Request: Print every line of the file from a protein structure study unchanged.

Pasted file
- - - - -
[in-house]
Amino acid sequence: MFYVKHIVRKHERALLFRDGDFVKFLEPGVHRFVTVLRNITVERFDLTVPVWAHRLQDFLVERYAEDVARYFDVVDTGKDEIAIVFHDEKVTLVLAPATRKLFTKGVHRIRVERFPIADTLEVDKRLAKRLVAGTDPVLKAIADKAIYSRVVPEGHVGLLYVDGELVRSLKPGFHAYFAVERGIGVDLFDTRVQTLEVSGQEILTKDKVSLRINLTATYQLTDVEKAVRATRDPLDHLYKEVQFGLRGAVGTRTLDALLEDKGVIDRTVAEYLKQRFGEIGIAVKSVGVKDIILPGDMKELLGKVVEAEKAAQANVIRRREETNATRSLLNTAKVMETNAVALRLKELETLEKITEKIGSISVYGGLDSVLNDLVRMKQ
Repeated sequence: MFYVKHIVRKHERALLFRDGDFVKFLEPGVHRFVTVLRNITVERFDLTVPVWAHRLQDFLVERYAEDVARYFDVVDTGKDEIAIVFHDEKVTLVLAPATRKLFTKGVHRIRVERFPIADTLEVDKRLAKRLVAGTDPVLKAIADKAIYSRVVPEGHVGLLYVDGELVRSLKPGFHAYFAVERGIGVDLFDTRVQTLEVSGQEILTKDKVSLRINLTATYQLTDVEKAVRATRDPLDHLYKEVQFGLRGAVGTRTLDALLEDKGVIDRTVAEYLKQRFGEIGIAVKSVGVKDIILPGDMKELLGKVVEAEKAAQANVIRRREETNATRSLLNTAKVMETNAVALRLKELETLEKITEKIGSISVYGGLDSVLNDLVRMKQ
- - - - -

[in-house]
Amino acid sequence: MFYVKHIVRKHERALLFRDGDFVKFLEPGVHRFVTVLRNITVERFDLTVPVWAHRLQDFLVERYAEDVARYFDVVDTGKDEIAIVFHDEKVTLVLAPATRKLFTKGVHRIRVERFPIADTLEVDKRLAKRLVAGTDPVLKAIADKAIYSRVVPEGHVGLLYVDGELVRSLKPGFHAYFAVERGIGVDLFDTRVQTLEVSGQEILTKDKVSLRINLTATYQLTDVEKAVRATRDPLDHLYKEVQFGLRGAVGTRTLDALLEDKGVIDRTVAEYLKQRFGEIGIAVKSVGVKDIILPGDMKELLGKVVEAEKAAQANVIRRREETNATRSLLNTAKVMETNAVALRLKELETLEKITEKIGSISVYGGLDSVLNDLVRMKQ
Repeated sequence: MFYVKHIVRKHERALLFRDGDFVKFLEPGVHRFVTVLRNITVERFDLTVPVWAHRLQDFLVERYAEDVARYFDVVDTGKDEIAIVFHDEKVTLVLAPATRKLFTKGVHRIRVERFPIADTLEVDKRLAKRLVAGTDPVLKAIADKAIYSRVVPEGHVGLLYVDGELVRSLKPGFHAYFAVERGIGVDLFDTRVQTLEVSGQEILTKDKVSLRINLTATYQLTDVEKAVRATRDPLDHLYKEVQFGLRGAVGTRTLDALLEDKGVIDRTVAEYLKQRFGEIGIAVKSVGVKDIILPGDMKELLGKVVEAEKAAQANVIRRREETNATRSLLNTAKVMETNAVALRLKELETLEKITEKIGSISVYGGLDSVLNDLVRMKQ